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do i need to use flock in c program?

i am writing the socket program in c (to update the text file)
do i need to use flock to lock the text file(like perl) to prevent the file to be updated by more than one client concurrently?
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cymancalvin
Asked:
cymancalvin
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1 Solution
 
Kent OlsenData Warehouse Architect / DBACommented:

No.  flock() is a JAVA function.  C has no direct equivalent.


Kent
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cymancalvinAuthor Commented:
so, if i don't lock the file. will it casue problem (if more than one client update the file concurrently)?
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Kent OlsenData Warehouse Architect / DBACommented:

C doesn't have a mechanism for locking files.  If your server is multitasking, so that several tasks could try to update the file at one time, you'll have to build your own locking.

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cymancalvinAuthor Commented:
that mean i can't use the build-in function such as flock to lock the file ?
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Kent OlsenData Warehouse Architect / DBACommented:

Right.  It doesn't exist in C.

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PaulCaswellCommented:
There are some Microsoft C extensions available in VC under windows that have been around for a while. The central function is _sopen which is like the low-level open but with extras.

Here's a copy of some sample code from MSDN that describes it:

/* LOCKING.C: This program opens a file with sharing. It locks
 * some bytes before reading them, then unlocks them. Note that the
 * program works correctly only if the file exists.
 */

#include <io.h>
#include <sys/types.h>
#include <sys/stat.h>
#include <sys/locking.h>
#include <share.h>
#include <fcntl.h>
#include <stdio.h>
#include <stdlib.h>

void main( void )
{
   int  fh, numread;
   char buffer[40];

   /* Quit if can't open file or system doesn't
    * support sharing.
    */
   fh = _sopen( "locking.c", _O_RDWR, _SH_DENYNO,
                 _S_IREAD | _S_IWRITE );
   if( fh == -1 )
      exit( 1 );

   /* Lock some bytes and read them. Then unlock. */
   if( _locking( fh, LK_NBLCK, 30L ) != -1 )
   {
      printf( "No one can change these bytes while I'm reading them\n" );
      numread = _read( fh, buffer, 30 );
      printf( "%d bytes read: %.30s\n", numread, buffer );
      lseek( fh, 0L, SEEK_SET );
     _locking( fh, LK_UNLCK, 30L );
      printf( "Now I'm done. Do what you will with them\n" );
   }
   else
      perror( "Locking failed\n" );

   _close( fh );
}


It may be worth a loog if you are running under Windoze.

Paul
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brettmjohnsonCommented:
In spite of what Kent says, there is lockf(), flock(), and file locking using ioctl():

NAME
     lockf - record locking on files

LIBRARY
     Standard C Library (libc, -lc)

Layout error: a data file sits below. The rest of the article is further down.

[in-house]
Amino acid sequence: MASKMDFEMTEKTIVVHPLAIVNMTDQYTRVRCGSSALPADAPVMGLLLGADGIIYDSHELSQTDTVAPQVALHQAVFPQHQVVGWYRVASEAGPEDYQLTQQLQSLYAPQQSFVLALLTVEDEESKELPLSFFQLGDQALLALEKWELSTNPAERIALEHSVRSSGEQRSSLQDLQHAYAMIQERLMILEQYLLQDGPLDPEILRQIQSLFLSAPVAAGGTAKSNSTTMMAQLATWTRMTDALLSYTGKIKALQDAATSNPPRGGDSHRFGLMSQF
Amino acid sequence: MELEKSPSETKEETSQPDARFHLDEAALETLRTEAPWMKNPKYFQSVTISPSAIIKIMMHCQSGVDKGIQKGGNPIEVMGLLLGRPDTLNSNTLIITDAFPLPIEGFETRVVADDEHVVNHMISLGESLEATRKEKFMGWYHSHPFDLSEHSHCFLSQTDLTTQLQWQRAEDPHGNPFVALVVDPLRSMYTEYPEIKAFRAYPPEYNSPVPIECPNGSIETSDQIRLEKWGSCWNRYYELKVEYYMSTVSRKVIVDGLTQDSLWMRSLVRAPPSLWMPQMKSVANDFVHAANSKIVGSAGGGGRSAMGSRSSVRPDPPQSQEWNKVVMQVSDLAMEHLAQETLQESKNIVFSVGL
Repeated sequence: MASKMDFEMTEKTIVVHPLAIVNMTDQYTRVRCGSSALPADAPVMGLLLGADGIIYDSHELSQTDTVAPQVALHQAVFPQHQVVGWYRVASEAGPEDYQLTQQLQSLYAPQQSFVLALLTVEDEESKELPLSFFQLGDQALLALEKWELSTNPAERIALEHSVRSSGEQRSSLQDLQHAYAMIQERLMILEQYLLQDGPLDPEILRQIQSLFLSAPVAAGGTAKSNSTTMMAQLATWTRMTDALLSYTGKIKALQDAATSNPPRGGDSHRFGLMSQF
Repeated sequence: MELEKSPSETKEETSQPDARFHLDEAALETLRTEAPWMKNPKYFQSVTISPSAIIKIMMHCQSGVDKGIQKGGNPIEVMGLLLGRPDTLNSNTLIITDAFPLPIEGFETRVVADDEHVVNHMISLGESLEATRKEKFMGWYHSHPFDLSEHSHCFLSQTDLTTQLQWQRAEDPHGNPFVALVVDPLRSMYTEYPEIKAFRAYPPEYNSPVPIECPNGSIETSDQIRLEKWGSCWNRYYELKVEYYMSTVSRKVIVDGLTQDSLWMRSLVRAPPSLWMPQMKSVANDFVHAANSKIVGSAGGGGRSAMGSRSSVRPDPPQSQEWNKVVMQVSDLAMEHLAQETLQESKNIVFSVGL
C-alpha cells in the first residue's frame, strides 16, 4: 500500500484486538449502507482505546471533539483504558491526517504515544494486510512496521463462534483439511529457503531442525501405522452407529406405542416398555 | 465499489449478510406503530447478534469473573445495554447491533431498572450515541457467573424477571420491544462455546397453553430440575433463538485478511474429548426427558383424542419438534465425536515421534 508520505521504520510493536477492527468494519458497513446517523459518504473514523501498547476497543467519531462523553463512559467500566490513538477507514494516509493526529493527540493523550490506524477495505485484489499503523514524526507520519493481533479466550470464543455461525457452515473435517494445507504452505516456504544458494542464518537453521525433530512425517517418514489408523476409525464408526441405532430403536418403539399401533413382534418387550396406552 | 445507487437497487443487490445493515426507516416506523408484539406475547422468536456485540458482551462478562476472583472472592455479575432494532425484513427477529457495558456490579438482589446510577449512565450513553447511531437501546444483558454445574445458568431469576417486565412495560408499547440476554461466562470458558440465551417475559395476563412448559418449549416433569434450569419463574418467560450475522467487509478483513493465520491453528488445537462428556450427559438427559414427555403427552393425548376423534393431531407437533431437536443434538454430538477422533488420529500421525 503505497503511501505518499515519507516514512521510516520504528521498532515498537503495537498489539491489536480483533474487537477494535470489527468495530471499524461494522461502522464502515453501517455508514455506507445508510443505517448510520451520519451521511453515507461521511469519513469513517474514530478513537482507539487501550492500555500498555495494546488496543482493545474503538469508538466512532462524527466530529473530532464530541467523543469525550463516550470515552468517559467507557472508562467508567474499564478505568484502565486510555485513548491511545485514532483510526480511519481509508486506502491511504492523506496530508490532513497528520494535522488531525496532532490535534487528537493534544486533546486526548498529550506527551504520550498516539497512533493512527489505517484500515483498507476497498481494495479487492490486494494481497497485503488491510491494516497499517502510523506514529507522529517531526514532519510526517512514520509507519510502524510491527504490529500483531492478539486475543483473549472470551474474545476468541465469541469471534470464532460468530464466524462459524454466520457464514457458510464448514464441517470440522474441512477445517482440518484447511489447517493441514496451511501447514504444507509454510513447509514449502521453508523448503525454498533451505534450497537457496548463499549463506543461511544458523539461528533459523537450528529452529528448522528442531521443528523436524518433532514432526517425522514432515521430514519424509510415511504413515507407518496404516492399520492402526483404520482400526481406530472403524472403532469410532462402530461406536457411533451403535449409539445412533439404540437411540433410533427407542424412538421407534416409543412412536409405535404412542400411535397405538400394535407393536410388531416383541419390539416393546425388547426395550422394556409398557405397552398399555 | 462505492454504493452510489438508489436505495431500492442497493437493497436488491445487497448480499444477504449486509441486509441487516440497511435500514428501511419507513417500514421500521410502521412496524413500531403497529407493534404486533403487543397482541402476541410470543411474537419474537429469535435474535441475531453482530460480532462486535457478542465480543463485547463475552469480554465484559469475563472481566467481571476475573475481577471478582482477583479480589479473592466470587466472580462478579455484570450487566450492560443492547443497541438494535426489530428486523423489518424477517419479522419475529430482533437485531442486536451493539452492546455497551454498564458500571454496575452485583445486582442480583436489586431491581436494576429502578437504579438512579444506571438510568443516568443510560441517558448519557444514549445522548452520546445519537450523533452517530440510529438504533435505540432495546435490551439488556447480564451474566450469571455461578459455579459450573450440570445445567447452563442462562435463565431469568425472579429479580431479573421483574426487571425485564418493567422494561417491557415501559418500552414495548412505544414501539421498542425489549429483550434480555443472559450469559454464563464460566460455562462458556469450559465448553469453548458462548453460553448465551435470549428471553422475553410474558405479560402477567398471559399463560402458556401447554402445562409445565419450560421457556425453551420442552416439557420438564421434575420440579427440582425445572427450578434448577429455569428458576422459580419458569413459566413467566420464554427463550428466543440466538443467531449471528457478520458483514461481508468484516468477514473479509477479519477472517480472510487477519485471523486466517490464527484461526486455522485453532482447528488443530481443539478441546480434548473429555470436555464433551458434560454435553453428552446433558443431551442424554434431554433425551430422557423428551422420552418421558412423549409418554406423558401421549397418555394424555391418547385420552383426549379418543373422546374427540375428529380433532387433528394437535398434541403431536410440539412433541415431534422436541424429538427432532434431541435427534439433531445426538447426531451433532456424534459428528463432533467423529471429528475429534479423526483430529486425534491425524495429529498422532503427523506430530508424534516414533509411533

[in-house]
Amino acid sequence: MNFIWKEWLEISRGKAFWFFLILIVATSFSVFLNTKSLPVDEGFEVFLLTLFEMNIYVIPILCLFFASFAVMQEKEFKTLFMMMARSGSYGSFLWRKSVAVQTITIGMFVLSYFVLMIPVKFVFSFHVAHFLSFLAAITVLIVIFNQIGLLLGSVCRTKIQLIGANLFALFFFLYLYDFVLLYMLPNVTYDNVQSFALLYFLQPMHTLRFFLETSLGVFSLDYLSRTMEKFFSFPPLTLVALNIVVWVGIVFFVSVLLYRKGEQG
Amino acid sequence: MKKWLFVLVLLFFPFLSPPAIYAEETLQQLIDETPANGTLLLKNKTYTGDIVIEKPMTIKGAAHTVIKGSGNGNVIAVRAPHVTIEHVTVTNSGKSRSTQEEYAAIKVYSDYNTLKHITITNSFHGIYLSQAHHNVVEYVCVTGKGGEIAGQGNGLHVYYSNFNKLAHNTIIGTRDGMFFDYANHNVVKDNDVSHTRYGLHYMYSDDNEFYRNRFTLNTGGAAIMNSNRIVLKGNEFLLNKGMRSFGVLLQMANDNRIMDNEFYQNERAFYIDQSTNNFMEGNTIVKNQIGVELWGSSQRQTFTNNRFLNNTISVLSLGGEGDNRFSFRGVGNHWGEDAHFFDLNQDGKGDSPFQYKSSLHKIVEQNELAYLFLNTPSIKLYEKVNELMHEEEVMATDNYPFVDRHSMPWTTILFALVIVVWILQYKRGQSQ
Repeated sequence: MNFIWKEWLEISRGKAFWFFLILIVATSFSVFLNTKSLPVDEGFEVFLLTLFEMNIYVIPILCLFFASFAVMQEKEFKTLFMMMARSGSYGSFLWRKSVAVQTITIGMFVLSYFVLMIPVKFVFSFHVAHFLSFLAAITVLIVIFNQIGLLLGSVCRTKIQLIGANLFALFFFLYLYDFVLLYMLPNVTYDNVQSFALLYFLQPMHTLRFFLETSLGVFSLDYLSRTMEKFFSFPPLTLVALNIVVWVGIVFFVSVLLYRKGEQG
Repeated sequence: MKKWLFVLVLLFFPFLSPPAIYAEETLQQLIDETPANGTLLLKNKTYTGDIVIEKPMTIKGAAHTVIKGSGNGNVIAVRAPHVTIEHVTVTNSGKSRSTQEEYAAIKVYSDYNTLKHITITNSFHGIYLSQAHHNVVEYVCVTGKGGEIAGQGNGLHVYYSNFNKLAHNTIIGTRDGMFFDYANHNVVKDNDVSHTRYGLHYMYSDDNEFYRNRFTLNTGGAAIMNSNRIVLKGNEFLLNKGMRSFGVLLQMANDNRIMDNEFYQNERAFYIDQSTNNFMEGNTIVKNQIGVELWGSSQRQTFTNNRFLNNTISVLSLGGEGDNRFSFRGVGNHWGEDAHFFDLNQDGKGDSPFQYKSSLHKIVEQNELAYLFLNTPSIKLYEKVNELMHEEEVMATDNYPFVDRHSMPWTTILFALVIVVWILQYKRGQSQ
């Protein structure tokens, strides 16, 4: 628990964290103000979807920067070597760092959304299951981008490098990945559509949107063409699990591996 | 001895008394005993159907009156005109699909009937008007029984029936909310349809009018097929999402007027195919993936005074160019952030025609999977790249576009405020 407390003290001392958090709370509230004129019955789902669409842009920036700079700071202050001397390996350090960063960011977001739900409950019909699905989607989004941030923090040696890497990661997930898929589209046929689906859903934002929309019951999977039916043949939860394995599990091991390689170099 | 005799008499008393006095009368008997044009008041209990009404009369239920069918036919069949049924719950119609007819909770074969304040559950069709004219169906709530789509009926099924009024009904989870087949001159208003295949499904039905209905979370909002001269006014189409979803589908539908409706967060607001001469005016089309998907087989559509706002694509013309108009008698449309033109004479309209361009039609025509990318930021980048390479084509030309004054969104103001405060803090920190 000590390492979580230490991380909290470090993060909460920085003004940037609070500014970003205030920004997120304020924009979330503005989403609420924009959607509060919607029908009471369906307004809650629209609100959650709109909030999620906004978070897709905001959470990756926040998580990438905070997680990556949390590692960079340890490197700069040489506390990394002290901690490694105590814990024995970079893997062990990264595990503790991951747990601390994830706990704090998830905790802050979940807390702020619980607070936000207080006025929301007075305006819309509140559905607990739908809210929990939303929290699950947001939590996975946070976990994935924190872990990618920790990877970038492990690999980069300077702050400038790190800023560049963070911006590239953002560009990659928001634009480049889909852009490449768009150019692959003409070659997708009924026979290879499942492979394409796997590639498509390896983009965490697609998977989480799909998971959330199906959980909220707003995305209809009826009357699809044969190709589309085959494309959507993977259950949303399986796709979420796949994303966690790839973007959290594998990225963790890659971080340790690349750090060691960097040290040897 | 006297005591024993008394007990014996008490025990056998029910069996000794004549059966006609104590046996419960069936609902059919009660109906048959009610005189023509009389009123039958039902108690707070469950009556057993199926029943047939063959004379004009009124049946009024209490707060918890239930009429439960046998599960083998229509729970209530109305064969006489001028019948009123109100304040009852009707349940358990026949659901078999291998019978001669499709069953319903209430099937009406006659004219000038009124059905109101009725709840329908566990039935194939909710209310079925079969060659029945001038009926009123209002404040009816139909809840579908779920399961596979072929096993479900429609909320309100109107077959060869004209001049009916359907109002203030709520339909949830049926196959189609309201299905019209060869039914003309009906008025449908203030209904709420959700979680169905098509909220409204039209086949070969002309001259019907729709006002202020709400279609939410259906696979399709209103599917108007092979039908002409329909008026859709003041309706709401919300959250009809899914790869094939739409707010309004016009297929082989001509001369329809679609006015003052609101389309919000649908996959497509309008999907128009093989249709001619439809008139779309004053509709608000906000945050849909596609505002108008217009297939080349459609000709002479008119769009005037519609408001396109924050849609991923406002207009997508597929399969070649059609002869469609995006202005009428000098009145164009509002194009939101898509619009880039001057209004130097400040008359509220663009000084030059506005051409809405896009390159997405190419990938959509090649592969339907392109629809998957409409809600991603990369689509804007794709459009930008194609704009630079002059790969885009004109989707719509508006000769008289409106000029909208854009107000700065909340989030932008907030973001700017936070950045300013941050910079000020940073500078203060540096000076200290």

SYNOPSIS
     #include <unistd.h>

     int
     lockf(int filedes, int function, off_t size);

DESCRIPTION
     The lockf() function allows sections of a file to be locked with advi-
     sory-mode locks.  Calls to lockf() from other processes which attempt to
     lock the locked file section will either return an error value or block
     until the section becomes unlocked.  All the locks for a process are
     removed when the process terminates.

.....


NAME
     flock - apply or remove an advisory lock on an open file

SYNOPSIS
     #include <sys/file.h>
     #define   LOCK_SH   1    /* shared lock */
     #define   LOCK_EX   2    /* exclusive lock */
     #define   LOCK_NB   4    /* don't block when locking */
     #define   LOCK_UN   8    /* unlock */

     int
     flock(int fd, int operation);

DESCRIPTION
     Flock() applies or removes an advisory lock on the file associated with
     the file descriptor fd.  A lock is applied by specifying an operation
     parameter that is one of LOCK_SH or LOCK_EX with the optional addition of
     LOCK_NB.  To unlock an existing lock operation should be LOCK_UN.

.....
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Kent OlsenData Warehouse Architect / DBACommented:

Hi Brett,

 lockf() and flock(), aren't ANSI and don't have Windows equivalents.

But they'll certainly work on a unix environment.  Since the poster referenced JAVA functions, I assumed that he's in a Window's environment.


Kent
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brettmjohnsonCommented:
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Kent OlsenData Warehouse Architect / DBACommented:

Don't know where my head it tonight.  Maybe I should just take the rest of the night off and catch up on my

zzzzzz..........
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cymancalvinAuthor Commented:
flock(int fd, int operation);
fd is an int type but the file is FILE type, so how can i use this? can i have some example?
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B1-66ERCommented:
> fd is an int type but the file is FILE type, so how can i use this?

you can use function:
int fileno(FILE *) ;
which examines the argument stream and returns its integer descriptor.

cymancalvin in what OS you want to lock files ??
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cymancalvinAuthor Commented:
i am doing this in Linux (Fedora)

So is that i can use the flock() function to lock the file same as i write cgi in perl?
or it is no need to lock the file in c programming ?
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